There aren’t many mystics who have brought down a dynasty and have a disco hit written about them
There aren’t many mystics who can claim to have brought down a dynasty and have a top disco hit written about them, but then there aren’t many things about Grigoriy Rasputin that could be considered ordinary. His origins are obscure, but what is known is that he was born a peasant in a small remote community near Tobolsk, in Siberia, became a holy man and alleged seer, was variously imprisoned and made a pilgrimage to the Holy Land before walking his way across Russia and eventually rising to become the most powerful person in the Empire and playing his part in its downfall.
From about 1903 until his murder in 1916, his influence over the royal family was such that no decisions of any importance, whether public or private, were made without consulting him. His apparent successes in relieving the worst effects of the haemophilia affecting the mortally ill heir to the throne meant that he was able to win the absolute trust of the Tsar and Tsarina, who simply referred to him as ‘our friend’. Whether or not he was the lover of the deeply unpopular Tsarina (as Boney M would have us believe), remains open to debate by historians. What is certain is that his influence at a time of war was such that ministers were appointed and dismissed at a mere hint from him, and matters of war and peace and military strategy decided on the strength of his superstitious mumbo-jumbo.
All of this while publicly carousing with everyone from ministers and bishops to gypsies and journalists, seducing society ladies, frequenting taverns of ill repute, holding séances and outlandish quasi-religious rituals, and picking fights with leading figures in court, parliament and the press. It was only a matter of time until his ever-increasing number of enemies found a way to rid themselves of this turbulent priest. Temporary exile didn’t work, an earlier assassination attempt had failed, and soon an ad hoc group was formed to find a more permanent solution.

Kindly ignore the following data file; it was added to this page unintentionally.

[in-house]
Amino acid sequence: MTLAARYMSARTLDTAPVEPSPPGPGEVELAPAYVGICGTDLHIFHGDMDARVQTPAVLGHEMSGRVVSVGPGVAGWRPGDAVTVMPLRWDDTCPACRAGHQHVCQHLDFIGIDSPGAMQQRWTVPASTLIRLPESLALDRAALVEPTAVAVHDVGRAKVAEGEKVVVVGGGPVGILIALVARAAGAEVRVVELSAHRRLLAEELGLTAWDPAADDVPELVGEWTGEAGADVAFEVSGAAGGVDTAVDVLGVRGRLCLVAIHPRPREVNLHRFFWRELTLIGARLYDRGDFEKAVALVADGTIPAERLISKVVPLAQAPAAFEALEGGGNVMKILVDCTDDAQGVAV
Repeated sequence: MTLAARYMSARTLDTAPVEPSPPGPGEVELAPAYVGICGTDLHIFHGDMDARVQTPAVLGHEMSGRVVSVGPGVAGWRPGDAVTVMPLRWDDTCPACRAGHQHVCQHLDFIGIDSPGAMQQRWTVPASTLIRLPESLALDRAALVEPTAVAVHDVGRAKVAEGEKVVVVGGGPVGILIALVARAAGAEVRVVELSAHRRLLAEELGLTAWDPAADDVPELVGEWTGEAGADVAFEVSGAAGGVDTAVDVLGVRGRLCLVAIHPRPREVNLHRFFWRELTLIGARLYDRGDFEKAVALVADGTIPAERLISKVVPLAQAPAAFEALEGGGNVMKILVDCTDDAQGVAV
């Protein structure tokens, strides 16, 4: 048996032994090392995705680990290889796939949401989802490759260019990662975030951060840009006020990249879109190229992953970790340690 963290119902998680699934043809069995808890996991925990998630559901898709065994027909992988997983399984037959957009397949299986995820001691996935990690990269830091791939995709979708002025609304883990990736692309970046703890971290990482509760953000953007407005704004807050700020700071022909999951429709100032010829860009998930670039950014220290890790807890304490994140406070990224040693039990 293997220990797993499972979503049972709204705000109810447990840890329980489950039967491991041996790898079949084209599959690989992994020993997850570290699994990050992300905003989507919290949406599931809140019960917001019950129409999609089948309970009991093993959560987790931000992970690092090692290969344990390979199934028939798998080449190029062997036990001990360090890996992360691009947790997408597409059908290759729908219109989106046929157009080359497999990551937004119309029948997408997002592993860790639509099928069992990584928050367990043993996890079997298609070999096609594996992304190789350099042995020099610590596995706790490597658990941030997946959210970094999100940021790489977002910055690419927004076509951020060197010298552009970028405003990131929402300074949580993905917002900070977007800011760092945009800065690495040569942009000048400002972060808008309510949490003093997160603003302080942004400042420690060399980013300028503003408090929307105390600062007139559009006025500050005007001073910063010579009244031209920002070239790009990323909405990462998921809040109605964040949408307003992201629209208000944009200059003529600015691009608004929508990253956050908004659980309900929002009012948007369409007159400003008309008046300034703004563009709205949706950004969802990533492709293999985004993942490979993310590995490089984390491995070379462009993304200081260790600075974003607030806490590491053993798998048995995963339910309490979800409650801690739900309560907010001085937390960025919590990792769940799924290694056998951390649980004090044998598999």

In a last-ditch effort to save the dignity of the royal family and, ultimately, the monarchy and empire, a group of conspirators was formed to rid the city and the country of this huckster once and for all. The leader of the conspirators was Prince Felix Yusupov, the Oxford-educated son of Russia’s richest family and a member of the royal circle by marriage. Joining him in the conspiracy was a nephew of the Tsar, the Grand Duke Dmitri, a right-wing member of parliament and, subsequent historical investigation has suggested, a British intelligence officer. (The British feared that Rasputin’s influence might lead to Russia suing for peace with Germany, which would free up German military resources in their war with the French and British). On the night of December 16 1916, Rasputin was lured to the Yusupov Palace for a night of drinking and gambling. According to Prince Yusupov’s subsequent testimony, during the evening an initial attempt was made to poison Rasputin using cyanide-laced cakes and wine. When this appeared to have no effect, Yusupov shot Rasputin at close range but somehow failed to kill him. The other conspirators also shot at him, and although several bullets hit Rasputin he still managed to escape outside and run across the courtyard (today the site of a children’s playground) before the conspirators caught up with him, bludgeoned him unconscious, tied him up, loaded him into a car and unceremoniously dumped his body in the Neva river at Kamenniy ostrov, on the outskirts of the city.